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Company Reports > Avino Silver & Gold Mines Ltd.


Report Date :  

 June 2, 2008

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 ASM, Toronto Venture

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The view as we approached Avino Gold and Silver's ("Avino" or "the company") Durango project is most impressive, stretching from a moderately high mountain, Cerro San Jose, on the east, then westward across a lower gap area, next encompassing the offices, core shack, mill and old mine workings associated with thirty years of prior mining operations and, to the far left, or west, another mountain, slightly higher than Cerro San Jose. In a deep valley below the office area lays the small, picturesque town of "San Jose de Avino."

Completing the picture is an immense tailings area containing several million cubic meters of potentially valuable resource material left over primarily from previous open pit operations. Slightly out of view to the northwest of Cerro San Jose lay areas of recent exploration and development including the important “San Gonzalo Zone” where the company is focusing much of its current activity.
The Avino project is located about 80 km (50 miles) from Durango City, the capital of Durango State in north-central Mexico. Infrastructure in the area is excellent with many paved roads, including a new four-lane toll road, abundant power facilities, sufficient water, adequate manpower from San Jose de Avino and the other nearby town of Panuco De Coronado, plus a full spectrum of mining supplies, laboratories and equipment in Durango City itself. In addition, a fully operational refinery is to be found in the metropolis of Torreon, some three hours distant. The company also owns and operates a fully-functional dormitory facility to provide housing for up to 40 visiting specialists, engineers or transitory workers.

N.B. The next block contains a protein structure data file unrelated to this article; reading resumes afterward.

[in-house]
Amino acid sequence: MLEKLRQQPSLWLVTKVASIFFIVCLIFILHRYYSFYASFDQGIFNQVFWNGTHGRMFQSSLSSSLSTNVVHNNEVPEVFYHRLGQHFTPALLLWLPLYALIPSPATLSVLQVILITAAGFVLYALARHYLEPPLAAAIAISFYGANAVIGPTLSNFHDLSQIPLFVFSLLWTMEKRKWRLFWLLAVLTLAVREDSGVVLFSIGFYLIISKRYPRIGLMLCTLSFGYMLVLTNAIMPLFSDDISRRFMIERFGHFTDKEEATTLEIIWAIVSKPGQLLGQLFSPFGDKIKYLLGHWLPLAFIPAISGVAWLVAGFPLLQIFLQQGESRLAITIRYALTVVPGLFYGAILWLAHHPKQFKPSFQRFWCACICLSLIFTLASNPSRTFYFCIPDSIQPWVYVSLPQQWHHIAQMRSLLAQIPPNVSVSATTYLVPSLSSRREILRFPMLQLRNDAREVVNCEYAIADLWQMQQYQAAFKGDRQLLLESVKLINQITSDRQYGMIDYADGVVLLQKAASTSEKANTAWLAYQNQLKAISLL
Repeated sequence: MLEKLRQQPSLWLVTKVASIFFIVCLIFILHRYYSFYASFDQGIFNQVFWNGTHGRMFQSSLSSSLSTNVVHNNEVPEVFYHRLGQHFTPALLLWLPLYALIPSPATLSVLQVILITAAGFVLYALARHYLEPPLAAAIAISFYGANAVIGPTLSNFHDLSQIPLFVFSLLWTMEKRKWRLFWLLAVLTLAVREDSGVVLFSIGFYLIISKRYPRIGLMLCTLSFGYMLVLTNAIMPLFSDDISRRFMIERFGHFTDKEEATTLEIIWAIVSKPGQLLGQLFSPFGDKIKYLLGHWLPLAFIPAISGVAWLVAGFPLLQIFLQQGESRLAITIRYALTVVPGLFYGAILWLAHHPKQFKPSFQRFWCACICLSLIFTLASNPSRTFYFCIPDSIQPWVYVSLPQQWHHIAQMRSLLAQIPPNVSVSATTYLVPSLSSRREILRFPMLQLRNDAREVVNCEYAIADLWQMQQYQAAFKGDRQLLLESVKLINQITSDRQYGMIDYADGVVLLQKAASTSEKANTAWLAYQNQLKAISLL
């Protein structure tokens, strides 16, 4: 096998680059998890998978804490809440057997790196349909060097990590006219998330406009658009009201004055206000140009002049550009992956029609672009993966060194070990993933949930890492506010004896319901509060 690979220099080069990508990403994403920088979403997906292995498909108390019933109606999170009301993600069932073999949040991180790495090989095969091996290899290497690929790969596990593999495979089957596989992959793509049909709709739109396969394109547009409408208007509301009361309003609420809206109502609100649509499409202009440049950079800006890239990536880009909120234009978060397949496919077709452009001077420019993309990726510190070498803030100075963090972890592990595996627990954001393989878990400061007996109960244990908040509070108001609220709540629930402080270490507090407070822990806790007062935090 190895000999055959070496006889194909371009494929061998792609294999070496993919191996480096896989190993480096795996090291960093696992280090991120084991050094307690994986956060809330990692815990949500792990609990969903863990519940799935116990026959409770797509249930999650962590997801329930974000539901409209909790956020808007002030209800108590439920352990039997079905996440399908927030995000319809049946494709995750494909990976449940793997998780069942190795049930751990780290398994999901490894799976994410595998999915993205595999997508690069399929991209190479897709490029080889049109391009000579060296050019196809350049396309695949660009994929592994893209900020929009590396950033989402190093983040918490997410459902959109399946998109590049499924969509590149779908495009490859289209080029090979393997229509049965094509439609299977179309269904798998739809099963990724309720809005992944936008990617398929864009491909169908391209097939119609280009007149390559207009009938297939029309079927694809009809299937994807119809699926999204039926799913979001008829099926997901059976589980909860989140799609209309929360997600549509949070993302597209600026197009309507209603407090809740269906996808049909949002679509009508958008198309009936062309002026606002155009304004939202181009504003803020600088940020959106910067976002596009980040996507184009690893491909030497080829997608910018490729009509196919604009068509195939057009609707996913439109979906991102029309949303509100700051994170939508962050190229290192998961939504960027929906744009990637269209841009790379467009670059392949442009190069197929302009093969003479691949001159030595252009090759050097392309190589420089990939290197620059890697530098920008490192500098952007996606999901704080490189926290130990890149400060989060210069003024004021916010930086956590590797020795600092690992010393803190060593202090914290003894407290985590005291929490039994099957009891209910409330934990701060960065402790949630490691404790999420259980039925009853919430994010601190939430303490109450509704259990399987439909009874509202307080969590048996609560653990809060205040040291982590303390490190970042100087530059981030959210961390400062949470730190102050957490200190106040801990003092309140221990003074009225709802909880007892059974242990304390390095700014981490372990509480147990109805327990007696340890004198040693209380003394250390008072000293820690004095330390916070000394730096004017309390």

Among the equipment left behind from prior operations is a drilling rig plus equipment maintenance buildings which appear to be in usable condition with little prior rehabilitation required. The drilling rig itself is being re-fitted and could be operational by summer 2008 which would then allow for much more cost-efficient exploration work. All of the equipment, buildings, rigs, etc. are owned free and clear by the company.
Climate in the area allows for year-round operations and is predominantly warm and dry, but a distinct rainy season takes place normally between June and early September.
Mining has been a mainstay of the Durango economy for generations and, in fact, it was mining, beginning with the discovery of what later became the Avino Mine in the sixteenth century by Juan de Tolosa of the Spanish Army, which formed the basis for the origination of the community which later grew into Durango City. Some mining production on a small scale continued until 1912 when all regional operations were abandoned during the Mexican Revolution of that year.
The area remained inactive until 1968 when the Ysita family and a Canadian company, Avino Resources Ltd. of Vancouver, BC, formed the "Companie Minera Mexicana de Avino, SA de CV" which acquired the property and mineral rights for the mine and additional areas. The company's original ownership share of the Avino project was 49%, which has since been increased to 89%. Following a period of exploration and development, open pit operations were commenced on a limited basis in 1970, becoming continuous in 1974, which produced a lead/silver flotation concentrate from oxide ores with additional refinery credits for gold.